Driven: 2008 Audi A5
This 2008 review is representative of model years 2008 to 2013.
By Mike Meredith of MSN Autos
Out on the street, Audi’s elegant and sporty A5 coupe draws a lot of attention with a distinctive style punctuated by haunting LED running lights. Being a coupe, the A5 will always be somewhat of a niche vehicle, but like wearing designer clothing, it feels great to be seen in this car.
Audi has been setting the benchmark for interior design for a number of years, and the A5 will advance Audi’s reputation for exterior styling as well. Described by Walter de’Silva, head of Volkswagen Group Design, as “the most beautiful car I have ever designed,” the new A5 takes its styling cues from the Nuvolari quattro concept car, including the trademark trapezoidal grille and thick C-pillar.
Although a true 4-seater — with a surprising level of room for two adults in the rear seats — the A5 is really a personal car for those who don’t need to accommodate four occupants all the time. The cockpit wraps around the driver, with the ensconced instruments and center stack oriented towards the pilot. High-quality materials, uniquely sculpted shapes and metal trim give the elegant interior a high-tech flare. Audi’s MMI system controls audio and navigation functions, and welcome are dedicated climate and redundant audio controls on the center stack.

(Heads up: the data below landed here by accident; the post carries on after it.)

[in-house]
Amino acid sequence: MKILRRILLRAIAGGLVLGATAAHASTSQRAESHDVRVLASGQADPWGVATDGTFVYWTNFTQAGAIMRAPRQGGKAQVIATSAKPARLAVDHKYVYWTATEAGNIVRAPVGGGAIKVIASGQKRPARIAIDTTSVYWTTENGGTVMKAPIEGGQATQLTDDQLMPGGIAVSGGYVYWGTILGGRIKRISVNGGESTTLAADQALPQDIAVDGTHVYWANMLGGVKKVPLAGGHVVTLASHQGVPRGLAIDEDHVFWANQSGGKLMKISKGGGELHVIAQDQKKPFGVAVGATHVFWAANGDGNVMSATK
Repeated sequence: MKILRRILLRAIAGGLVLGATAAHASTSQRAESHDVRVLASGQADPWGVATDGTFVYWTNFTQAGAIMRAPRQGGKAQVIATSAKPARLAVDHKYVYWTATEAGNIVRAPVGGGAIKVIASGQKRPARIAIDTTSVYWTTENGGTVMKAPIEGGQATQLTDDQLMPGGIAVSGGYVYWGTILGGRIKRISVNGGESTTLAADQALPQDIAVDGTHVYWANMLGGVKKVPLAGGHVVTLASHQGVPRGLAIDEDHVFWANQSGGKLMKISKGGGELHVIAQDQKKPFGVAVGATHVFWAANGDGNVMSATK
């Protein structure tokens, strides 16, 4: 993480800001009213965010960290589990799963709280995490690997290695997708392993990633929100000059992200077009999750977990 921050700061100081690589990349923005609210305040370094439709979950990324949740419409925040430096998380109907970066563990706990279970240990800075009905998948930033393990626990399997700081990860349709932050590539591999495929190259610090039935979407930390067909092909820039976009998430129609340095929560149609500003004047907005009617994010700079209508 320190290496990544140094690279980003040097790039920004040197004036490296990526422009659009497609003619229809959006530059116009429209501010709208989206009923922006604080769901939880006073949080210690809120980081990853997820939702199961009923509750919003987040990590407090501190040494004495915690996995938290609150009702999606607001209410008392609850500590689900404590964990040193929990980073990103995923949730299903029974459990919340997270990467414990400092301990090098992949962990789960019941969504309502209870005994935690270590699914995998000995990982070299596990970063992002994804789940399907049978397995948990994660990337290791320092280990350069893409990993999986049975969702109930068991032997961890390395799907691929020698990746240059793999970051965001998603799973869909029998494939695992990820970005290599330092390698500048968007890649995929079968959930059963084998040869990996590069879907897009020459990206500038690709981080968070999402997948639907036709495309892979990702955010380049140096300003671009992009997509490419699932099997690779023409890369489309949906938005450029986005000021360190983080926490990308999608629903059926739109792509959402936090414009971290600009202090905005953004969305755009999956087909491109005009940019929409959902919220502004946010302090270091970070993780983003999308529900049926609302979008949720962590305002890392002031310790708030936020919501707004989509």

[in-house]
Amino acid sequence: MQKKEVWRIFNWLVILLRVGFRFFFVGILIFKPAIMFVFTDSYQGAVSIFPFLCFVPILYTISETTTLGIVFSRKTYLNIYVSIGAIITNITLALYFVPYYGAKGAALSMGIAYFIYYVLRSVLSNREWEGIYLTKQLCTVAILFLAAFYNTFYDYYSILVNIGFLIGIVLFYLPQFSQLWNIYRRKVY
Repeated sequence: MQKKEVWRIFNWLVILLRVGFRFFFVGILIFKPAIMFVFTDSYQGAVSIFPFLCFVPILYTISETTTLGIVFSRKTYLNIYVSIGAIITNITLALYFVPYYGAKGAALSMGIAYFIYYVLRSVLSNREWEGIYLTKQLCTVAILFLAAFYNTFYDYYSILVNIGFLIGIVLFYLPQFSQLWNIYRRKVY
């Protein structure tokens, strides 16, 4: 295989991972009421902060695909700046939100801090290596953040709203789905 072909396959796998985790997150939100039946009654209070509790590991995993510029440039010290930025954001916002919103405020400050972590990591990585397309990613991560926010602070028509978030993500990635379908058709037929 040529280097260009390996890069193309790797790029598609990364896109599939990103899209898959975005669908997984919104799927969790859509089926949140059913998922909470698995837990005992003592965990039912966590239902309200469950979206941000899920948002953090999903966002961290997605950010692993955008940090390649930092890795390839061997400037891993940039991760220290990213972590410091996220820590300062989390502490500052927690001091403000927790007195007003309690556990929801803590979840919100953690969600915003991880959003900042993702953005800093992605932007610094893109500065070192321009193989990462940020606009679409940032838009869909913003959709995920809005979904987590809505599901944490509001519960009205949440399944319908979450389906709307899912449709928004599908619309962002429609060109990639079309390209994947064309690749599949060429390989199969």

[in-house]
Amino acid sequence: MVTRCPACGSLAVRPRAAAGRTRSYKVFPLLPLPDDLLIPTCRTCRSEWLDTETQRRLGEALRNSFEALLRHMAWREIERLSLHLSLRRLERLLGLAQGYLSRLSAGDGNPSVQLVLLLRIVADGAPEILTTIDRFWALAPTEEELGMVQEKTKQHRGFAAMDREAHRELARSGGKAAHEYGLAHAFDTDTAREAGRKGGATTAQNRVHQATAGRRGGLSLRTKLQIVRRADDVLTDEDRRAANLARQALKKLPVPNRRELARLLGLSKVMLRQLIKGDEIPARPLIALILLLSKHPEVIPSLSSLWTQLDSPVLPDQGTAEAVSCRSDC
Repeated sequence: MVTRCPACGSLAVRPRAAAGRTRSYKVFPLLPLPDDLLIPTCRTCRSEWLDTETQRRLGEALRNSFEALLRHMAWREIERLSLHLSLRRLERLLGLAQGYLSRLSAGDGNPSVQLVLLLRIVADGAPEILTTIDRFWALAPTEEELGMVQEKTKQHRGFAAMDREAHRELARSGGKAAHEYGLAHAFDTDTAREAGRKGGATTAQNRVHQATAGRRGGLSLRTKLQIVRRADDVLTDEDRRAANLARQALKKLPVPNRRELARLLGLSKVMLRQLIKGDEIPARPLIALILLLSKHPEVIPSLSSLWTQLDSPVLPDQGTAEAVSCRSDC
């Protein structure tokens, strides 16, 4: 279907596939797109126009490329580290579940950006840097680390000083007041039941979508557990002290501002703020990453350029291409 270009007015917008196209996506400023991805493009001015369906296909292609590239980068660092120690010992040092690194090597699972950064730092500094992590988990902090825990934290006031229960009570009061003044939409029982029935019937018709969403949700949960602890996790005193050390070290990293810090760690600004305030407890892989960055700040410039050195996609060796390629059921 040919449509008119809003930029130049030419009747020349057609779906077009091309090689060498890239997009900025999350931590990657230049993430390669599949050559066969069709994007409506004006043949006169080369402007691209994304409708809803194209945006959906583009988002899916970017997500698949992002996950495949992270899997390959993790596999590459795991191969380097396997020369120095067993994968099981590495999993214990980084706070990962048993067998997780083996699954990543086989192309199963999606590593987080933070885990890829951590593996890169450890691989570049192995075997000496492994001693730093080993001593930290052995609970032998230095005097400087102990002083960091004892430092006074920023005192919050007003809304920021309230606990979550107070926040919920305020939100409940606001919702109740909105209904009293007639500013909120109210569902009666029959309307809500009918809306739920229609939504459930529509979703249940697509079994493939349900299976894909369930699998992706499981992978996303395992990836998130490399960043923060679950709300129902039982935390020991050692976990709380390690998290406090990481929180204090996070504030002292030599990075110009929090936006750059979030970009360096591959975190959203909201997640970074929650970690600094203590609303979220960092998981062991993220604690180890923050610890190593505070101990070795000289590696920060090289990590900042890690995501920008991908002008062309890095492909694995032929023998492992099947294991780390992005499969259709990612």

It’s tempting to lust for the S5 version’s V8, but the A5’s direct-injected 265-horsepower 3.2-liter V6 produces plenty of power over a broad rpm range. Especially when paired with the 6-speed manual transmission, the A5 can be hustled. Both the clutch and shifter are smooth and precise, but the 6-speed Tiptronic automatic is recommended for stop-and-go traffic.
For spirited driving or in slippery conditions, the optional quattro all-wheel-drive system automatically distributes up to 40 percent of the torque to the front axle, but maintains a rear-bias for a performance-oriented feel. The quattro option makes the A5 even more attractive as an all-season, all-climate vehicle.